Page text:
Log24

Wednesday, April 2, 2003

Wednesday April 2, 2003

Filed under: Uncategorized — m759 @ 2:30 PM

Symmetries…. May 15, 1998

The following journal note, from the day after Sinatra died, was written before I heard of his death.  Note particularly the quote from Rilke.  Other material was suggested, in part, by Alasdair Gray’s Glasgow novel 1982 Janine.  The “Sein Feld” heading is a reference to the Seinfeld final episode, which aired May 14, 1998.  The first column contains a reference to angels — apparently Hell’s Angels — and the second column provides a somewhat more serious look at this theological topic.

Sein Feld

                        

1984 Janine

“But Angels love their own
And they’re reaching out
    for you
Janine… Oh Janine
— Kim Wilde lyric,
    Teases & Dares album,
    1984, apparently about
    a British biker girl

 

Logos means above all relation.”
— Simone Weil,
    Gateway to God,
    Glasgow, 1982

Gesang ist Dasein….
 Ein Hauch um nichts.
 Ein Wehn im Gott.
 Ein Wind
.”
— Not Heidegger but Rilke:
Sonnets to Orpheus, I, 3

Geometry and Theology

PA lottery May 14, 1998:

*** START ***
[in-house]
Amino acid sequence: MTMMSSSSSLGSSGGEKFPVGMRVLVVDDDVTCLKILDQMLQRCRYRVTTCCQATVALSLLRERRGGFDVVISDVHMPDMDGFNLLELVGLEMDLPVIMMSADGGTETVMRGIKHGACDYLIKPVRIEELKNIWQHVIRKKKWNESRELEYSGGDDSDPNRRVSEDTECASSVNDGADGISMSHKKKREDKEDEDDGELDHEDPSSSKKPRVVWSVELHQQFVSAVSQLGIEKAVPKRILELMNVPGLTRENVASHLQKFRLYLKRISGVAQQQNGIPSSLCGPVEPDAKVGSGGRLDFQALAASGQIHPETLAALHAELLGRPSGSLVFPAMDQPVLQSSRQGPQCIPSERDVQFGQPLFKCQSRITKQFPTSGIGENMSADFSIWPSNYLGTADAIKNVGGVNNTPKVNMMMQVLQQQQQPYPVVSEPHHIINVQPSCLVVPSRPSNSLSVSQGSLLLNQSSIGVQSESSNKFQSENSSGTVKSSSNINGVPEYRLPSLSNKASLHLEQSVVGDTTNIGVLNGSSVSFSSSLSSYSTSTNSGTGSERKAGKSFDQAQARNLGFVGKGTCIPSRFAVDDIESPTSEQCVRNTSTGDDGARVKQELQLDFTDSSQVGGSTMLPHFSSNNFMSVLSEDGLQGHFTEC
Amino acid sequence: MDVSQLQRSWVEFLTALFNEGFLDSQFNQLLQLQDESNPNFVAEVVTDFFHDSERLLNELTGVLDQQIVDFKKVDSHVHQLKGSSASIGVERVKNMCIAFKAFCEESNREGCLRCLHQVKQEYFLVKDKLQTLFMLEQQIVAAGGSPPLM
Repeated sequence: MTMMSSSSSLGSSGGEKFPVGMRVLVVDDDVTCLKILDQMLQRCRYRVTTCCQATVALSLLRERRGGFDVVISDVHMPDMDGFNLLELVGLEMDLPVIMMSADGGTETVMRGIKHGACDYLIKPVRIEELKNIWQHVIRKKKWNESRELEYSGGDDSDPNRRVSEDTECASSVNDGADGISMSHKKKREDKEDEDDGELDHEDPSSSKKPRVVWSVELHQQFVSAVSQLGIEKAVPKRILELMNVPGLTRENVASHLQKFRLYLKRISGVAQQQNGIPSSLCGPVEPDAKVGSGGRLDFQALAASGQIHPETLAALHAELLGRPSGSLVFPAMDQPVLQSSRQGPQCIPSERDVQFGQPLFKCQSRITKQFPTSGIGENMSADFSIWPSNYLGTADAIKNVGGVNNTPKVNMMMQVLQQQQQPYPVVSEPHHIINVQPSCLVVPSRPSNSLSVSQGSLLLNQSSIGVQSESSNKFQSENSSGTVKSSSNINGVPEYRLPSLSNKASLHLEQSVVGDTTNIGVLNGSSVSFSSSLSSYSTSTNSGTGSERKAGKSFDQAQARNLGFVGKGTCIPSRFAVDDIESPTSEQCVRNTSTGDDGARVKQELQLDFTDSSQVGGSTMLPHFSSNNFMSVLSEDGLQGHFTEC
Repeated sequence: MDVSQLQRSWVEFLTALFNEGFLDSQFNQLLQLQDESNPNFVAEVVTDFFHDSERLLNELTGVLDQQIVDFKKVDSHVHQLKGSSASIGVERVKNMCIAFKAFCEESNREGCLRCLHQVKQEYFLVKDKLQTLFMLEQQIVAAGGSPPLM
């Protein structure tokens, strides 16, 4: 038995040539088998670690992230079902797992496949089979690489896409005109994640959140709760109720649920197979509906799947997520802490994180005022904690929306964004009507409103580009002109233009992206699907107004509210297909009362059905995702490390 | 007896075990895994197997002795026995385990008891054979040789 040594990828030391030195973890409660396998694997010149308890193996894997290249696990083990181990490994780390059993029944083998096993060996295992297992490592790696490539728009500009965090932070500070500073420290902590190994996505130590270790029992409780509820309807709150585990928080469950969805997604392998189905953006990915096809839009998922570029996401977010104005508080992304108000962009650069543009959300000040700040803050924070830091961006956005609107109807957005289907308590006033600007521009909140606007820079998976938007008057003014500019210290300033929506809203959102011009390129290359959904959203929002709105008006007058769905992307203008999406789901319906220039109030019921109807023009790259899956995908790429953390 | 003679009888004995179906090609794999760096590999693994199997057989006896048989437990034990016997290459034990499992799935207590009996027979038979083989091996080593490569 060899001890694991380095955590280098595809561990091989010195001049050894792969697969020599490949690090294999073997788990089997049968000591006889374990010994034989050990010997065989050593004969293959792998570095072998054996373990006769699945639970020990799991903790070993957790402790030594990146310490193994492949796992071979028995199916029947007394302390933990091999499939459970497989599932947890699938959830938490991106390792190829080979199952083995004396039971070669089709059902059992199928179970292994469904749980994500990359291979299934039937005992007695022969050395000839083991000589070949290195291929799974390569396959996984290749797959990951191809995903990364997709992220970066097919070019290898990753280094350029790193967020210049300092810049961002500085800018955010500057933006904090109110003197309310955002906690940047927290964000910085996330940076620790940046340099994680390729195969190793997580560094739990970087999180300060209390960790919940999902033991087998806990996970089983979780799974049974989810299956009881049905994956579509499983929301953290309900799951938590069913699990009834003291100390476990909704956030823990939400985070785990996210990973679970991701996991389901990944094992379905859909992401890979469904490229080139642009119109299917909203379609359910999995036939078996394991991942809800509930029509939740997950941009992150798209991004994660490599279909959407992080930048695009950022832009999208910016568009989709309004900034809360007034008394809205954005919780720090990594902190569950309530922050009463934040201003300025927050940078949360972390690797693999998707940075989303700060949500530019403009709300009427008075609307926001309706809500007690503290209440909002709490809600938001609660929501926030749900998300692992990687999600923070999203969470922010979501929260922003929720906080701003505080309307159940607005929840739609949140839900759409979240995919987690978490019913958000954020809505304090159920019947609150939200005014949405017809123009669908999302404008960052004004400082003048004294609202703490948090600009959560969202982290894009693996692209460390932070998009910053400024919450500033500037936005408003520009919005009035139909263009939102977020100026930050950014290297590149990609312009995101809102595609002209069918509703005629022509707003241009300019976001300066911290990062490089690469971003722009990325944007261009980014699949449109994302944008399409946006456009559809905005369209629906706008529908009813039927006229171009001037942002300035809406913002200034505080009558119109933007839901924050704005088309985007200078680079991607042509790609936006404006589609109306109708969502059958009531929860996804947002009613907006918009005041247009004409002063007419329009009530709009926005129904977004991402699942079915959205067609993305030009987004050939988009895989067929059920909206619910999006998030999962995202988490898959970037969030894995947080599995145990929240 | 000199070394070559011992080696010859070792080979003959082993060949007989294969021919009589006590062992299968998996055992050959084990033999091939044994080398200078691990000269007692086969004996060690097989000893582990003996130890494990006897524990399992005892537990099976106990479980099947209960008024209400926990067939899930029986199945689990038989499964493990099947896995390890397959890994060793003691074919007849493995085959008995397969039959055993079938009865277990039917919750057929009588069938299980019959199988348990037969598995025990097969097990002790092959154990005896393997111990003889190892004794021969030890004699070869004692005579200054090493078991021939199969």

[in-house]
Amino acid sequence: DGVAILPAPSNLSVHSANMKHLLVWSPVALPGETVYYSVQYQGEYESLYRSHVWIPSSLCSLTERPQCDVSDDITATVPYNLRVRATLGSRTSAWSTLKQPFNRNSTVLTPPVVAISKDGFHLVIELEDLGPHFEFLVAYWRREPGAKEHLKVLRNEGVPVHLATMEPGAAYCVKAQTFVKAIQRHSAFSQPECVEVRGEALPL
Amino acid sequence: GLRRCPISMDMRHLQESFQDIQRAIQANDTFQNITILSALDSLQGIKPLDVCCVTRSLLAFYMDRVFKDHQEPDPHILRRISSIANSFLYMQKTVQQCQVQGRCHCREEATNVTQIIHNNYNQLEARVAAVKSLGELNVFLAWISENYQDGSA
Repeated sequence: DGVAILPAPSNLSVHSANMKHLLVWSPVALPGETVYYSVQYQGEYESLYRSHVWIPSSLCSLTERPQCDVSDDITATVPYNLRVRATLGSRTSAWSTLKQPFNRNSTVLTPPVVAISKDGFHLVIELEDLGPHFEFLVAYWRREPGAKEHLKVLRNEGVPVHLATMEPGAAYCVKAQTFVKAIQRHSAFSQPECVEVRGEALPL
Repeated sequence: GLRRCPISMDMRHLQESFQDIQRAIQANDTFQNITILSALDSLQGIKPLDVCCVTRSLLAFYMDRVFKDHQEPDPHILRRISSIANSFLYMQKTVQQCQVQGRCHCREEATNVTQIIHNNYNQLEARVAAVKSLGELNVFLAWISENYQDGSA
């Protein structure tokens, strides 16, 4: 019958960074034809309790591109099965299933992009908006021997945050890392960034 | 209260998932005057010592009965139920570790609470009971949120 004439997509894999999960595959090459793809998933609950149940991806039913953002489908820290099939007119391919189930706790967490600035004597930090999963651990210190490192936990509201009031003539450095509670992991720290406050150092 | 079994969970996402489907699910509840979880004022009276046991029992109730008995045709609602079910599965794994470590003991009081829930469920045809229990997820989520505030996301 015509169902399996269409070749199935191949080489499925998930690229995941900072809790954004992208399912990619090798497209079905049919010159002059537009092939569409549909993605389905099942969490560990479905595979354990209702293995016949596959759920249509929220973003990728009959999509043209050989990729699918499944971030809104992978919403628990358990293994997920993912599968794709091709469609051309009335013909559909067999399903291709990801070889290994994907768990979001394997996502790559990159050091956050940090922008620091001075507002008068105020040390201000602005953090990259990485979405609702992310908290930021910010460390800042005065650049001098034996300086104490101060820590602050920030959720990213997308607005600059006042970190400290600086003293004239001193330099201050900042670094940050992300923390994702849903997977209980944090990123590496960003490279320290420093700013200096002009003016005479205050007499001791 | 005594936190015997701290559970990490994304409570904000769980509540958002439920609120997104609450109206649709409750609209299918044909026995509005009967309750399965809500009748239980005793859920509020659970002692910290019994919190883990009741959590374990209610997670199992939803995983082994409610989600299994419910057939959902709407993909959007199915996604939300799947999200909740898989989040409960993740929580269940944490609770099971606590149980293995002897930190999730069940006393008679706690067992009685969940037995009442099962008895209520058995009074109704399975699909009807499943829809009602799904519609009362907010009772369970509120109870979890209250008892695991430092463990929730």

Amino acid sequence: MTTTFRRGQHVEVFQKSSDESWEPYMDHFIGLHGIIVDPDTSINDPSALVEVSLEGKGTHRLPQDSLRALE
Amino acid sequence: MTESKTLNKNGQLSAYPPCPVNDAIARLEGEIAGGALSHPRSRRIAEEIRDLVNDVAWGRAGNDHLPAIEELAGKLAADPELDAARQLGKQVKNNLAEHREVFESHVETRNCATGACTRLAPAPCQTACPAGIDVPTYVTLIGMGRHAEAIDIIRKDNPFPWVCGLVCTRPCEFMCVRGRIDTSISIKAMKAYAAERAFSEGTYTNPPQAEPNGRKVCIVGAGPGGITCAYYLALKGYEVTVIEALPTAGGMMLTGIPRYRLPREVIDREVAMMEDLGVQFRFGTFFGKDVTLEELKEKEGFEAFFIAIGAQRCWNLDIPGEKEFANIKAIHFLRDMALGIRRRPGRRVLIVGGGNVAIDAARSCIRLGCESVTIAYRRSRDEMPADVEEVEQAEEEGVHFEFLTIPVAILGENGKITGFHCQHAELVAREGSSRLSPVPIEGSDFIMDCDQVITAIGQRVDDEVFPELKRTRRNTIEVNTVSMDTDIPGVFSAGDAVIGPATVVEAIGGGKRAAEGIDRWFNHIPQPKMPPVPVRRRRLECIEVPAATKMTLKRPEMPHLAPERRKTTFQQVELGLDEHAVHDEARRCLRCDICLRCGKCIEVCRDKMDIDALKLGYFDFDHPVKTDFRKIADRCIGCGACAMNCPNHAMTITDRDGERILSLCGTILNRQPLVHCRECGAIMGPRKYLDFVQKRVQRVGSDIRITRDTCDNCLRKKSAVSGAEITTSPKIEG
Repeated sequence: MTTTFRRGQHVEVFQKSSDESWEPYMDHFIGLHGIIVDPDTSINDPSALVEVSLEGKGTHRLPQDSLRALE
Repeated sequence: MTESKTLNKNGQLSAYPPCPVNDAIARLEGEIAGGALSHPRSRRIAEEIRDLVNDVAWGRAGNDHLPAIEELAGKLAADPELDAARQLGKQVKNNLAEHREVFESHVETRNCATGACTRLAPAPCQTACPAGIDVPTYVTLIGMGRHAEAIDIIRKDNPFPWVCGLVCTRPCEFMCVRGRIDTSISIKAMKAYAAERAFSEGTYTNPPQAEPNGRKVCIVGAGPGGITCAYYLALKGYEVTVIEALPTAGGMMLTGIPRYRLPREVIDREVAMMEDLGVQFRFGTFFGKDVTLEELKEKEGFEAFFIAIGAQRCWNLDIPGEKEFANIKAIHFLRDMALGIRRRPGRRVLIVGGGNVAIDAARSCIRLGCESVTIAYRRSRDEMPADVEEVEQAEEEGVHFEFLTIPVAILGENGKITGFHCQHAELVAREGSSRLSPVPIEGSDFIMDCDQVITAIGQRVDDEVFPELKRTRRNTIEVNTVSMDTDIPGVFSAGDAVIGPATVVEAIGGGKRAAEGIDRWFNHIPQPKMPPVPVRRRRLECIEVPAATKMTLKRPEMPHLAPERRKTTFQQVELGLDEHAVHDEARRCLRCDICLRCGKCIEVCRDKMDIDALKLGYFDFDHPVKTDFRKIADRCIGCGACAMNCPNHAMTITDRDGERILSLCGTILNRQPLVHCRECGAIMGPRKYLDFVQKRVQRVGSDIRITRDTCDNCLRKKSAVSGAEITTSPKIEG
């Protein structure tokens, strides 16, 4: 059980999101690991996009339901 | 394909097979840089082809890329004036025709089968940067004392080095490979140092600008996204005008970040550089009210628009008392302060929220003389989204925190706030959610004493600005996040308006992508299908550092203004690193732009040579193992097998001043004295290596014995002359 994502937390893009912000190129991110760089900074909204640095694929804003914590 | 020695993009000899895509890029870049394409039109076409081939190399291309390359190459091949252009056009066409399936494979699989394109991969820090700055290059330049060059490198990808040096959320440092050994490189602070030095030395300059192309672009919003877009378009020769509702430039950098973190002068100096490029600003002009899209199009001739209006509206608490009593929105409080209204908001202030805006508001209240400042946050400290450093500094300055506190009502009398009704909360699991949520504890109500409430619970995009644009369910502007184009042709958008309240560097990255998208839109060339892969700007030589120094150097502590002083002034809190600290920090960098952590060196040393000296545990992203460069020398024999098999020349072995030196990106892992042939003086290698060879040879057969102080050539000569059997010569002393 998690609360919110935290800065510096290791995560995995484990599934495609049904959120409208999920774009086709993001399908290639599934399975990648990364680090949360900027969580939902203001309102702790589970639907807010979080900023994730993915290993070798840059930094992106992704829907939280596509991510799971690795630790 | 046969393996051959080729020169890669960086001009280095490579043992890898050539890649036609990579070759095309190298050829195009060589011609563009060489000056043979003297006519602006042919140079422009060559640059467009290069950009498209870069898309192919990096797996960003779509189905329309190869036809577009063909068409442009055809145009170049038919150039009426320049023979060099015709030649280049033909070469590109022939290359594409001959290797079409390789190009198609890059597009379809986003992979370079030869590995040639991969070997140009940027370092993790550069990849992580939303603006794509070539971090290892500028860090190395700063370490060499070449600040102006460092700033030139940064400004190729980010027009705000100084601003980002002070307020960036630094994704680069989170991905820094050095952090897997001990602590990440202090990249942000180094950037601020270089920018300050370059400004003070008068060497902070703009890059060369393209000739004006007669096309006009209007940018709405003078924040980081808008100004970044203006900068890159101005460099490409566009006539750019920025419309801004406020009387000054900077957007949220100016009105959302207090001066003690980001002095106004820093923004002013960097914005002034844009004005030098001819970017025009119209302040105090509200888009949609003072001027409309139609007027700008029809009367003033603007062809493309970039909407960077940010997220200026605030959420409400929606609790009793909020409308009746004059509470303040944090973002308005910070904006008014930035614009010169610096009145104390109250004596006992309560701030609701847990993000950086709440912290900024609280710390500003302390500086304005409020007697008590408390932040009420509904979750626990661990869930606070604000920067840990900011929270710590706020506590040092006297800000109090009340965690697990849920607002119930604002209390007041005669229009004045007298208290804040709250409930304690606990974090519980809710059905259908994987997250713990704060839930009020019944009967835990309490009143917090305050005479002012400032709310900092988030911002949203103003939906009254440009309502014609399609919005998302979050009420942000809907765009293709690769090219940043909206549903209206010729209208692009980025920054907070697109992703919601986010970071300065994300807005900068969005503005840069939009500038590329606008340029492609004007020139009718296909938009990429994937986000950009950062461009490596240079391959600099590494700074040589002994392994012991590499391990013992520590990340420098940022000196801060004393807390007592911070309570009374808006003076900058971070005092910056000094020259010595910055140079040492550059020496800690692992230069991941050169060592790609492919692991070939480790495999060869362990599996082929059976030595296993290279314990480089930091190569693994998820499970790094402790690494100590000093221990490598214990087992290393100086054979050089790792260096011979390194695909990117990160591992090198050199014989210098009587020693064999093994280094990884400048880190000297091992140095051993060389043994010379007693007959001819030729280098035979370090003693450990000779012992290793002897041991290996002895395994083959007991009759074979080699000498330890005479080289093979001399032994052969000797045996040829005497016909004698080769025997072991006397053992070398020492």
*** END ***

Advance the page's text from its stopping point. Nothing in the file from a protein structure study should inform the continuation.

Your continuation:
256
   
S8  The group of all projectivities and correlations of PG(3,2).

The above isomorphism implies the geometry of the Mathieu group M24.

“The Leech lattice is a blown-up version of
S(5,8,24).”
— W. Feit

“We have strong evidence that the creator of the universe loves symmetry.”
— Freeman Dyson

“Mackey presents eight axioms from which he deduces the [quantum] theory.”
— M. Schechter

“Theology is about words; science is about things.
— Freeman Dyson, New York Review of Books, 5/28/98

What is “256” about?

Tape purchased 12/23/97:
 

Django
Reinhardt

      Gypsy Jazz

“In the middle of 1982 Janine there are pages in which Jock McLeish is fighting with drugs and alcohol, attempting to either die or come through and get free of his fantasies. In his delirium, he hears the voice of God, which enters in small print, pushing against the larger type of his ravings.  Something God says is repeated on the first and last pages of Unlikely Stories, Mostly, complete with illustration and the words ‘Scotland 1984’ beside it. God’s statement is ‘Work as if you were in the early days of a better nation.’  It is the inherent optimism in that statement that perhaps best captures the strength of Aladair Gray’s fiction, its straightforwardness and exuberance.”
— Toby Olson, “Eros in Glasgow,” in Book World, The Washington Post, December 16, 1984

 For another look at angels, see “Winging It,” by Christopher R. Miller, The New York Times Book Review Bookend page for Sunday, May 24, 1998. May 24 is the feast day of Sara (also known by the Hindu name Kali), patron saint of Gypsies.

For another, later (July 16, 1998) reply to Dyson, from a source better known than myself, see Why Religion Matters, by Huston Smith, Harper Collins, 2001, page 66.

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